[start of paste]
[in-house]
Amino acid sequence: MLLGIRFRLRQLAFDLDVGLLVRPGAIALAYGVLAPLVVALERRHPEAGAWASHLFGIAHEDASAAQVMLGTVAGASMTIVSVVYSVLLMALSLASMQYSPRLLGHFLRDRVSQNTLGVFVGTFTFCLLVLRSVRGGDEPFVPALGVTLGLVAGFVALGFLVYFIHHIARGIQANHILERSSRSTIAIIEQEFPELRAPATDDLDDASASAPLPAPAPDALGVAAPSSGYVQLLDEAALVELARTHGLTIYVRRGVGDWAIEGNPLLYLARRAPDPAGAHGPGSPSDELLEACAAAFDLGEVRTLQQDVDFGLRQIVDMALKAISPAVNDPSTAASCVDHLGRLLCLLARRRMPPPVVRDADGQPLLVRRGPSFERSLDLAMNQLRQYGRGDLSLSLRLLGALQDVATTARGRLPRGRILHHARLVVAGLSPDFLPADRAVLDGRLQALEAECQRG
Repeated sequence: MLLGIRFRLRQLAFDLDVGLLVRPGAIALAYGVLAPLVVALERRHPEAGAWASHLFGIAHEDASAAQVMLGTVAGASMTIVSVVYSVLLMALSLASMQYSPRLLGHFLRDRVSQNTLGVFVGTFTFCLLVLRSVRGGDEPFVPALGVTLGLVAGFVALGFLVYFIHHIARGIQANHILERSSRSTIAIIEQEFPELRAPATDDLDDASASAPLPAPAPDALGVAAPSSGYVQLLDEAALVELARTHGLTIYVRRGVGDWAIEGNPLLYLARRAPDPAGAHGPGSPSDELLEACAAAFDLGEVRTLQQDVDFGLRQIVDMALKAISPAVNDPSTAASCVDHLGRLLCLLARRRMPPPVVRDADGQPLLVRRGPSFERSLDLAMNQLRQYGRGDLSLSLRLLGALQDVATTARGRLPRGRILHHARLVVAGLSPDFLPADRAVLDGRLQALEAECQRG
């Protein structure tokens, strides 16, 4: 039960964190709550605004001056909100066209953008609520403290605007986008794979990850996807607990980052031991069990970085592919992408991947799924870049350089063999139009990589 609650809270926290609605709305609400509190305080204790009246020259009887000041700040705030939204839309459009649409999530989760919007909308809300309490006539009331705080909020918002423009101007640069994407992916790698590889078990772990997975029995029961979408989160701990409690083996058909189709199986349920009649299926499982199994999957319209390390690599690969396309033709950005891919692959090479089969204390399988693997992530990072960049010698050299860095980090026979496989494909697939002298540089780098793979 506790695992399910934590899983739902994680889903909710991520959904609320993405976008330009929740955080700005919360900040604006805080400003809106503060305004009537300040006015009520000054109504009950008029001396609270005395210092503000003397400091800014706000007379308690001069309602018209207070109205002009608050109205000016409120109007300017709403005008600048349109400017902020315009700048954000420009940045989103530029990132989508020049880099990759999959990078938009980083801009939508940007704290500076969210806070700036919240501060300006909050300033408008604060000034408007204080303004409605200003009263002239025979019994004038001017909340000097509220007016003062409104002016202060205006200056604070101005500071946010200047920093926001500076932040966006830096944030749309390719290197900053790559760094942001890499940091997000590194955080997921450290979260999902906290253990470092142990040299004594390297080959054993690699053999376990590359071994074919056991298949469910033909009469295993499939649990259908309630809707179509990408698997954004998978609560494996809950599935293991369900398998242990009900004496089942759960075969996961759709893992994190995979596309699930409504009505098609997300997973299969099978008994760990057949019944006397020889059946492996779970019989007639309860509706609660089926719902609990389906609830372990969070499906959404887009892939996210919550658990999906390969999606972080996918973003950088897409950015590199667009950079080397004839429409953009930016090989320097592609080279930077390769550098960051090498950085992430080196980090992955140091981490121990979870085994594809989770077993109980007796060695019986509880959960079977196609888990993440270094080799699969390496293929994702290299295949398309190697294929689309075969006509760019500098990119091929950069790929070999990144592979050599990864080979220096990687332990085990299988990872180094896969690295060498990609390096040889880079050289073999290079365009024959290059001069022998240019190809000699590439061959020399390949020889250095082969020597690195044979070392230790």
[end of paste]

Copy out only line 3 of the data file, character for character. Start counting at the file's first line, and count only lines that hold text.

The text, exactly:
Repeated sequence: MLLGIRFRLRQLAFDLDVGLLVRPGAIALAYGVLAPLVVALERRHPEAGAWASHLFGIAHEDASAAQVMLGTVAGASMTIVSVVYSVLLMALSLASMQYSPRLLGHFLRDRVSQNTLGVFVGTFTFCLLVLRSVRGGDEPFVPALGVTLGLVAGFVALGFLVYFIHHIARGIQANHILERSSRSTIAIIEQEFPELRAPATDDLDDASASAPLPAPAPDALGVAAPSSGYVQLLDEAALVELARTHGLTIYVRRGVGDWAIEGNPLLYLARRAPDPAGAHGPGSPSDELLEACAAAFDLGEVRTLQQDVDFGLRQIVDMALKAISPAVNDPSTAASCVDHLGRLLCLLARRRMPPPVVRDADGQPLLVRRGPSFERSLDLAMNQLRQYGRGDLSLSLRLLGALQDVATTARGRLPRGRILHHARLVVAGLSPDFLPADRAVLDGRLQALEAECQRG